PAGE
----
Sears targets teens with MTV film, LL Cool J gear

June 18, 2008 6:25:57 PM PDT
First came the decision to stock Skechers, a line of footwear teens favor. Then came the personalized avatar, the virtual identity Sears shoppers could accessorize online. Now, the company that once offered in-store hearing aids and dentures is teaming up with MTV to produce a back-to-school movie while adding a line of street clothes and accessories designed by hip-hop artist LL Cool J.

After spending years trying to get shoppers to embrace its softer side, the ailing retailer is still known more for its hardware than handbags. So its latest strategy to stem slumping sales is trying to tap yet another new market: the young, hip and urban.

"While mom may decide what the acceptable place is to shop, the kids are deciding what clothes they want and what places have it," said Richard Gerstein, Sears' chief marketing officer. "If we come out of our season with much more relevance with this group, and improving our sales and profitability with this group, we think it's a big win."

Whether the initiatives can help Sears shed its stale image is up in the air. But what's certain, experts say, is that the chain led by financier Edward Lampert desperately needs to reinvent itself if it's going to survive.

"It's a great place to buy a washing machine, but you wouldn't want to get your jeans there," said Jayne Mountford, vice president of trend reporting for Stylesight, a global retail forecasting firm.

That's the sentiment Sears executives hope "The American Mall" movie and the LL Cool J gear, which will be available in mid-September, can change - particularly among the fickle and trend-conscious teen audience that's so far viewed the chain with caution.

"The American Mall," produced by the team responsible for the tween-loved "High School Musical" series, is a massive cross-promotion between MTV and Sears.

Scenes for the 87-minute film were shot in a Utah Sears store. Characters wear Sears clothes, which shoppers can purchase. And the actors will appear in Sears advertisements and circulars.

Meanwhile, Sears will sell the DVD and soundtrack in stores, while promoting the film and getting commercial time when the movie airs on MTV on Aug. 11.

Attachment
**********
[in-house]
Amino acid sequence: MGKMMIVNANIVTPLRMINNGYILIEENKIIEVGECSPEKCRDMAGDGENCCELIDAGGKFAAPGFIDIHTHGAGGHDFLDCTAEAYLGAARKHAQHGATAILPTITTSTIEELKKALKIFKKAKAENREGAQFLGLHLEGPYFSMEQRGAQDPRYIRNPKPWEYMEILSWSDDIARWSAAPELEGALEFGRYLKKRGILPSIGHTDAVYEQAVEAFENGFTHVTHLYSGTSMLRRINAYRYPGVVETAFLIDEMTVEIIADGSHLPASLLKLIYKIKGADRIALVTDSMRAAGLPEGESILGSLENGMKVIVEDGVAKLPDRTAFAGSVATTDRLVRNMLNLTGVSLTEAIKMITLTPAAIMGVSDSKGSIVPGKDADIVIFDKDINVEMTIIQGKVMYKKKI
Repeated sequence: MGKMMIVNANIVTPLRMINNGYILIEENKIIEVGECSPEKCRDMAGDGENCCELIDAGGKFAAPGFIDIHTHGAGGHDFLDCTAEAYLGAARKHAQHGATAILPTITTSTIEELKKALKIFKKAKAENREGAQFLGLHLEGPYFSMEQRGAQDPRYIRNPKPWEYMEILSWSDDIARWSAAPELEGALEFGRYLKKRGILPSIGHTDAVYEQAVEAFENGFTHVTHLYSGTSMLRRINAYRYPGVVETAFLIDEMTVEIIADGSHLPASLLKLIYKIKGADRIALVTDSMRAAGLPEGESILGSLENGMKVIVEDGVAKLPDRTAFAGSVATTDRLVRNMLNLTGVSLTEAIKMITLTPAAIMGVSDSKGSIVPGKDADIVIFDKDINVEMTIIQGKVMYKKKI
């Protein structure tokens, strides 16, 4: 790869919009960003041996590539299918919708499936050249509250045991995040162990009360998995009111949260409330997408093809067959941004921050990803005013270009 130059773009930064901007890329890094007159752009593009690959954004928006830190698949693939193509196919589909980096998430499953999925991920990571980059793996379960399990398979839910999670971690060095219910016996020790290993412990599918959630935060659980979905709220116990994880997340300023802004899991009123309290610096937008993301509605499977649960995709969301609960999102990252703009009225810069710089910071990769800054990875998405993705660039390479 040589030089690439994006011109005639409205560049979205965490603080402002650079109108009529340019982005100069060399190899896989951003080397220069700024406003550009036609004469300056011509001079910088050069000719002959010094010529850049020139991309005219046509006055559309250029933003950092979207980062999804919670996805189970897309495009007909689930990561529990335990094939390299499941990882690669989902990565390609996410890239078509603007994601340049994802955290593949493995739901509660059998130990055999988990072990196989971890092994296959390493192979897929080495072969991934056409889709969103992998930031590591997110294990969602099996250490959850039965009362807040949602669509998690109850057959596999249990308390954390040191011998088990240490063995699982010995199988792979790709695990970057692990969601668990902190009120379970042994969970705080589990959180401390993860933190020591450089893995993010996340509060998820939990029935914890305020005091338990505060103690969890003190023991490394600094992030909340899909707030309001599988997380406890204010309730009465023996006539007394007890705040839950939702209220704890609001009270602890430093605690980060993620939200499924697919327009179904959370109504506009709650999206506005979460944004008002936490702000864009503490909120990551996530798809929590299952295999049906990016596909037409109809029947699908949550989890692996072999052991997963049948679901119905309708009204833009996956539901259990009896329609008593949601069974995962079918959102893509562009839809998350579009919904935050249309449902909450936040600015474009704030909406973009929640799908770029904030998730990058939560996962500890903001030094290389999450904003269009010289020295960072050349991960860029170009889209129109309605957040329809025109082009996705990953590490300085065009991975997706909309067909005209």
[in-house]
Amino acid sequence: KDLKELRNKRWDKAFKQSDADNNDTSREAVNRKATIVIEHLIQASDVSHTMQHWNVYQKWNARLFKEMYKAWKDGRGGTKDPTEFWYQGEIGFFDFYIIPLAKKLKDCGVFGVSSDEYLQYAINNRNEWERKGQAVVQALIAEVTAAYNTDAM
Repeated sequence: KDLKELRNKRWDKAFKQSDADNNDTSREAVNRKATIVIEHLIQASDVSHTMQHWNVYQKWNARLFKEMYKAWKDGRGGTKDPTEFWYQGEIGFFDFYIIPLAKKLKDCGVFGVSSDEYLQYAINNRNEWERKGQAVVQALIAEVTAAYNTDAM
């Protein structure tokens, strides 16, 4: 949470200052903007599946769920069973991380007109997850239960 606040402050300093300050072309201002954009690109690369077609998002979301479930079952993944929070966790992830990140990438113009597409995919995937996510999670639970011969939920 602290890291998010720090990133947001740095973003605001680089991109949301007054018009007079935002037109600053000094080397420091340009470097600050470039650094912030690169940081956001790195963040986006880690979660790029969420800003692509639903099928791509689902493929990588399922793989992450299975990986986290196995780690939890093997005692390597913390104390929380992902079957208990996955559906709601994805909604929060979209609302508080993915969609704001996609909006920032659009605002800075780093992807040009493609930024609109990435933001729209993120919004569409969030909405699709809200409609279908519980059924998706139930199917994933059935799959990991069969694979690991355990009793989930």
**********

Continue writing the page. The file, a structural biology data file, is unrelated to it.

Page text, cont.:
Neither Sears nor MTV executives would disclose their investment in the project, which has been in the works since November.

"If the movie works, it will benefit Sears certainly, as their exposure will benefit us," said John Shea, the executive vice president of integrated marketing and brand partnerships at MTV Networks Music & Logo Group.

But some industry observers said they don't believe Sears has the credibility to compete in the increasingly crowded teen market. Nor are they sure whether this latest effort will yield more success than previous initiatives aimed at bringing back shoppers.

"Trying to be everything to everybody is difficult because consumers have so many choices," said Morningstar analyst Kim Picciola. "If they can manage to reinvent themselves, I think it will be a big win for them. But I think that's going to be a challenge in this current environment."

Founded in 1886, Sears helped pioneer the mail-order business and grew to become the nation's largest retailer. It remained a back-to school staple for generations but fell out of favor as shoppers who found its brands dowdy and unexciting defected to other stores.

In 2005, Lampert acquired Sears, Roebuck and Co., and merged it with Kmart under the umbrella of Hoffman Estates-based Sears Holdings Corp.

Under Lampert's leadership, the company initially posted high profits, thanks in part to strong investment income, which has long since disappeared along with the company's once-hefty war chest that's dwindled as it spent billions buying back stock.

During the most recent fiscal year, the company's earnings dropped 44 percent to $826 million. And during the first quarter of 2008, Sears lost $56 million - its largest quarterly loss since the companies combined - and issued a dour sales forecast for the rest of the year.

As sales continue to fall, Sears blames its weak performance on tougher competition and slowing consumer spending because of the weak housing market and credit concerns. The company has also made poor inventory decisions that forced it to mark down items, despite the success of popular brands such as Kenmore, Craftsman and DieHard and apparel lines such as Lands' End and Joe Boxer.

All of which makes Sears' comeback that much more difficult to achieve.

"They need to get younger customers in their stores," said Michael Stone, CEO and president of brand licensing agency The Beanstalk Group. "Teenagers have enough trouble walking in Wal-Mart and buying clothes and now they have to walk into Sears and walk through the washing machine and dryer section of the stores? It's going to be very hard."

It's a challenge Sears acknowledges and hopes it can overcome.

"When you talk about Sears ... it's off people's radar. We haven't really been speaking to them," Gerstein said. "I think that this partnerships delivers to us credibility."


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